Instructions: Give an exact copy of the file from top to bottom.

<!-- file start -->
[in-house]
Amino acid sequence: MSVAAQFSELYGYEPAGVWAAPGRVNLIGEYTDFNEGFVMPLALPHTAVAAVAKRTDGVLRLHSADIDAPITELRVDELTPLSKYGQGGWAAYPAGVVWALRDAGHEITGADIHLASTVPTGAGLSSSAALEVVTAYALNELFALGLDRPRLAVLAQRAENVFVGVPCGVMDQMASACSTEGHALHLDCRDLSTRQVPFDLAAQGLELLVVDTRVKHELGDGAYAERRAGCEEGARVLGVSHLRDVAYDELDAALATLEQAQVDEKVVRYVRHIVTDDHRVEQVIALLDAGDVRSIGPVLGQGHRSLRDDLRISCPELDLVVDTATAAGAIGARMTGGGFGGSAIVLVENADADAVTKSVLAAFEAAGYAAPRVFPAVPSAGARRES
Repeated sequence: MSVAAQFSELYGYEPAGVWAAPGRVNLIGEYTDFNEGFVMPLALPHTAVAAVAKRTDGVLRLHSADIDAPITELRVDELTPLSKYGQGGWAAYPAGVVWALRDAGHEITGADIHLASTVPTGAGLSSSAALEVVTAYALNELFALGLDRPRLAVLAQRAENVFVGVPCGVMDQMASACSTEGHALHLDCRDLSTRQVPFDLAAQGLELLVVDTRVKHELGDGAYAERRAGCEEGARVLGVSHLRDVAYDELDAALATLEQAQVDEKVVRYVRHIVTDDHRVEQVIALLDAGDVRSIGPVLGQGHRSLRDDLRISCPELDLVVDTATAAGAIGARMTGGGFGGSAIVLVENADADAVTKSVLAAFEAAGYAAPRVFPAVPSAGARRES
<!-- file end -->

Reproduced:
[in-house]
Amino acid sequence: MSVAAQFSELYGYEPAGVWAAPGRVNLIGEYTDFNEGFVMPLALPHTAVAAVAKRTDGVLRLHSADIDAPITELRVDELTPLSKYGQGGWAAYPAGVVWALRDAGHEITGADIHLASTVPTGAGLSSSAALEVVTAYALNELFALGLDRPRLAVLAQRAENVFVGVPCGVMDQMASACSTEGHALHLDCRDLSTRQVPFDLAAQGLELLVVDTRVKHELGDGAYAERRAGCEEGARVLGVSHLRDVAYDELDAALATLEQAQVDEKVVRYVRHIVTDDHRVEQVIALLDAGDVRSIGPVLGQGHRSLRDDLRISCPELDLVVDTATAAGAIGARMTGGGFGGSAIVLVENADADAVTKSVLAAFEAAGYAAPRVFPAVPSAGARRES
Repeated sequence: MSVAAQFSELYGYEPAGVWAAPGRVNLIGEYTDFNEGFVMPLALPHTAVAAVAKRTDGVLRLHSADIDAPITELRVDELTPLSKYGQGGWAAYPAGVVWALRDAGHEITGADIHLASTVPTGAGLSSSAALEVVTAYALNELFALGLDRPRLAVLAQRAENVFVGVPCGVMDQMASACSTEGHALHLDCRDLSTRQVPFDLAAQGLELLVVDTRVKHELGDGAYAERRAGCEEGARVLGVSHLRDVAYDELDAALATLEQAQVDEKVVRYVRHIVTDDHRVEQVIALLDAGDVRSIGPVLGQGHRSLRDDLRISCPELDLVVDTATAAGAIGARMTGGGFGGSAIVLVENADADAVTKSVLAAFEAAGYAAPRVFPAVPSAGARRES